In my opinion, this mistrust reflects a negative view of others, and this seems to me to be the main problem at the
moment since it is preventing a radical reform of the tax system. It can be assumed that policymakers benefit from
the existing structures, but they themselves appear to believe that an unconditional basic income will weaken the
individual’s motivation to work hard.

I believe, however, that if citizens receive a basic income they will no longer have to look for a job involving work
that does not utilise their skills and aptitudes and will be able to seek employment that gives them the opportunity to
develop their personal potential. The consequence would be that they would increasingly seek jobs they regard as
sensible since they both meet their own aspirations and correspond to generally accepted moral standards.

This would also result in an enormous potential for affordable employment for the benefit of others, such as care
services for the elderly and sick or work in the educational or cultural fields.

Last but not least, as an employer I expect a considerable boost to self-organisation and self-responsibility. Business
start-ups by individuals (in Germany so-called “Ich-AGs” [ich: I, AG: public limited company]) would not receive
state subsidies, but entrepreneurial initiatives would be made possible because the state would provide the freedom
for citizens to engage in business activities.

It is, after all, an objective fact that any work carried out in accordance with the principle of the division of labour is
not done for one’s own benefit, as the concept of “Ich-AG” implies, but for other people. Economic activity is
accordingly based on a constant interexchange of services, ie on an extensive process of working for one another.

As the economy is an organised form of working for one another, it will be necessary to gear our income,
social and tax policy precisely to promoting this organisation in the best way possible.

I think we can only do this if we give people the freedom they need by guaranteeing basic incomes, if we believe that
individuals are willing to make their contribution both intelligently and with a due sense of responsibility and if we
accept that our German economy, with its modern production methods, can generate sufficient income for all the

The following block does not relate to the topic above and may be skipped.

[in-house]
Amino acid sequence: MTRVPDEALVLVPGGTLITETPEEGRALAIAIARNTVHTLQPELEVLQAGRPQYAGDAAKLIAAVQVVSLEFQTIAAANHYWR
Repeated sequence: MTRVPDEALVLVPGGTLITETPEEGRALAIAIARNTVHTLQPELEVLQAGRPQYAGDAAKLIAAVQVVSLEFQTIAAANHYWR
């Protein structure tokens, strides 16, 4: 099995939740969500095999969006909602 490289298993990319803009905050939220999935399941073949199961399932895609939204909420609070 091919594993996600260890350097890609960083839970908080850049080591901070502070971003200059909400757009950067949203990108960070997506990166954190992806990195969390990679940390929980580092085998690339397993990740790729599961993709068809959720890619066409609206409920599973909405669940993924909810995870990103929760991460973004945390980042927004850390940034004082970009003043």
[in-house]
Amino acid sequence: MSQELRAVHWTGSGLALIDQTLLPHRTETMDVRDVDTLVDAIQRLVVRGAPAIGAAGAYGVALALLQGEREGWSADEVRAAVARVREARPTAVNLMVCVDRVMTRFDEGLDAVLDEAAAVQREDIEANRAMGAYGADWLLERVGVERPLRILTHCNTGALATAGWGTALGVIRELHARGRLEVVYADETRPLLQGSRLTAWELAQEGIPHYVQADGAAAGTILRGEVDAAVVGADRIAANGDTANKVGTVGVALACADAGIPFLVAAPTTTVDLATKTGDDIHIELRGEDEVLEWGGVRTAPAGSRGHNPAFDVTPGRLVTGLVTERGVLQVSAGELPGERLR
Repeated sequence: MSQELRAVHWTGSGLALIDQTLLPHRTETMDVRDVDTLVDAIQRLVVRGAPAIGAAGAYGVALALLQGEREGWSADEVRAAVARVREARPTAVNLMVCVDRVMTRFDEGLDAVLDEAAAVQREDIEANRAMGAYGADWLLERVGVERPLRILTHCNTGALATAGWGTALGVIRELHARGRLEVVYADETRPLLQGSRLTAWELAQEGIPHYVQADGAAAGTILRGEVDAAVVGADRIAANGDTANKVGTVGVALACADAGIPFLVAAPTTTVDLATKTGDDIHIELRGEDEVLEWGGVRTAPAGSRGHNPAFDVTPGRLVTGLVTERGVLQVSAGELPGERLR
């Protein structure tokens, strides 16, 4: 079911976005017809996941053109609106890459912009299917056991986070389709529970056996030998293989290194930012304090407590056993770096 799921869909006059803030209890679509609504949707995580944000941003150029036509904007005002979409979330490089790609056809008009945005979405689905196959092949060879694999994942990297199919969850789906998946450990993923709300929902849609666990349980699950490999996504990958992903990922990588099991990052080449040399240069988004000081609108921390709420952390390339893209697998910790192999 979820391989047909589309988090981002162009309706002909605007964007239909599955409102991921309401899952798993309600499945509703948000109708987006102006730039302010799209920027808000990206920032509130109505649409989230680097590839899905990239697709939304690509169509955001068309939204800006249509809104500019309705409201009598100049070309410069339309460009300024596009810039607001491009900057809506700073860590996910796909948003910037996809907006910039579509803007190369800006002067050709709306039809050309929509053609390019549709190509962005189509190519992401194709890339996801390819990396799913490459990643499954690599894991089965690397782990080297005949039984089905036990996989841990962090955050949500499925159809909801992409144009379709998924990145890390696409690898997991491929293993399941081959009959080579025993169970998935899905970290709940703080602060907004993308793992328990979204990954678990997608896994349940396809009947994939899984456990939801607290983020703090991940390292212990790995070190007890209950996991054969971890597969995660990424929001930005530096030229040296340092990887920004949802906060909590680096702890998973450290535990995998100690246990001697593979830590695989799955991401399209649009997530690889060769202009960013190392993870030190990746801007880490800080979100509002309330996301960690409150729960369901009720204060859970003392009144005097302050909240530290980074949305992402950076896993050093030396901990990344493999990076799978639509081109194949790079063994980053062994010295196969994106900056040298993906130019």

country’s citizens and that everyone in the country can live a comfortable and economically secure life – without the
questionable obligation to work and without the presumed disgrace of being unemployed.

Professor Götz W. Werner is the founder of the dm-drogerie markt chain of drugstores. Since the 2003/2004 winter semester, he
has been Director of the Inter-Faculty Institute for Entrepreneurship at the University of Karlsruhe.

Goetz W. Werner

What benefits will an unconditional basic income bring?

What previous generations in our country could only dream of has now become a reality: never
before has it been possible to provide the population with such a good supply of goods and
services. Overall, we produce more than we can consume, although not everyone has a sufficient
share of the cake. Comparatively speaking, we are living in a paradise-like situation, but we have
not yet learned how to handle it properly. First of all, the close linkage between work and
income, which has been one of the factors that have brought about high unemployment, will have
to be reviewed. Both are apparently connected with one another in the traditional concept of work
as gainful employment. In fact, this concept is an outdated social convention that can be
reconsidered. We have on the one hand our income, which is needed to satisfy our needs through
consumption, and on the other hand our work, through which we become involved in society in
order to produce products and services for others. However, the prerequisite for a possible new
approach is a fundamental change in our awareness of our relationship with society and the
ability to overcome traditional thinking patterns.

A basic income is affordable – and people would nevertheless carry on working

Two easily comprehensible but at the same time unfounded reservations are voiced against the
unconditional basic income that is under consideration and being called for here: it will set off a
wave of laziness among those who receive it and it is unaffordable.

However, a basic income is not meant to be a way of making people “rich without doing
anything”. On the contrary, its purpose is actually to enable work to be done. A basic income in
the form proposed initially lowers the opportunity costs of a self-determined activity because a
smaller proportion of the income than in the past is made up of remuneration for “dependent
employment”. In this way, individuals would have more time for their family as well as increased
freedom and financial security, which used to be guaranteed by a wage income and are extremely
important, for example when couples are starting a family. A basic income would also provide
individuals with more scope for many different types of voluntary work and for their socio-
political involvement in community tasks, as well as for the development of entrepreneurial
activities aimed at bringing an entrepreneurial idea to fruition and finding supporters to
implement it.

What about socially necessary work that no one wants to do? One answer to this question would
be that these jobs might have to be very well paid, so there would be a greater incentive to
rationalise them. If we have succeeded up to now in using machines and new methods to replace
jobs for which the use of human labour has become too “expensive”, then why should we not